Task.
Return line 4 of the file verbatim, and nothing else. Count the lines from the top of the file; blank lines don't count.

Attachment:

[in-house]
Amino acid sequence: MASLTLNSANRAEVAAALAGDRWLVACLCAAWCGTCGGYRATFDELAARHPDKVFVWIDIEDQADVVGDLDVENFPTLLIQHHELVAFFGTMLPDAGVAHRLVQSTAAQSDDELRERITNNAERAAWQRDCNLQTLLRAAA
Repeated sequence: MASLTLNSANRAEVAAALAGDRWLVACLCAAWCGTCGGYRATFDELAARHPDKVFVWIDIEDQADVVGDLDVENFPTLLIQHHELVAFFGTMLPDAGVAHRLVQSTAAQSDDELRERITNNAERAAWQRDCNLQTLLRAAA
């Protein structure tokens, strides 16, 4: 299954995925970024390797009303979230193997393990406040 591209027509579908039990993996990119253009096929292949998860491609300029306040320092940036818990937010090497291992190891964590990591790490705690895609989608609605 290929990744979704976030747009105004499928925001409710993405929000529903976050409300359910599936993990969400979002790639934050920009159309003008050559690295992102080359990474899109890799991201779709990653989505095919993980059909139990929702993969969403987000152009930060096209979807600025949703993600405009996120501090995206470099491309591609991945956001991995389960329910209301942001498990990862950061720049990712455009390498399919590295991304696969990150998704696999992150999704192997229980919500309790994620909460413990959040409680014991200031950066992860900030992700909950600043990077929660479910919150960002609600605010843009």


């Protein structure tokens, strides 16, 4: 299954995925970024390797009303979230193997393990406040 591209027509579908039990993996990119253009096929292949998860491609300029306040320092940036818990937010090497291992190891964590990591790490705690895609989608609605 290929990744979704976030747009105004499928925001409710993405929000529903976050409300359910599936993990969400979002790639934050920009159309003008050559690295992102080359990474899109890799991201779709990653989505095919993980059909139990929702993969969403987000152009930060096209979807600025949703993600405009996120501090995206470099491309591609991945956001991995389960329910209301942001498990990862950061720049990712455009390498399919590295991304696969990150998704696999992150999704192997229980919500309790994620909460413990959040409680014991200031950066992860900030992700909950600043990077929660479910919150960002609600605010843009």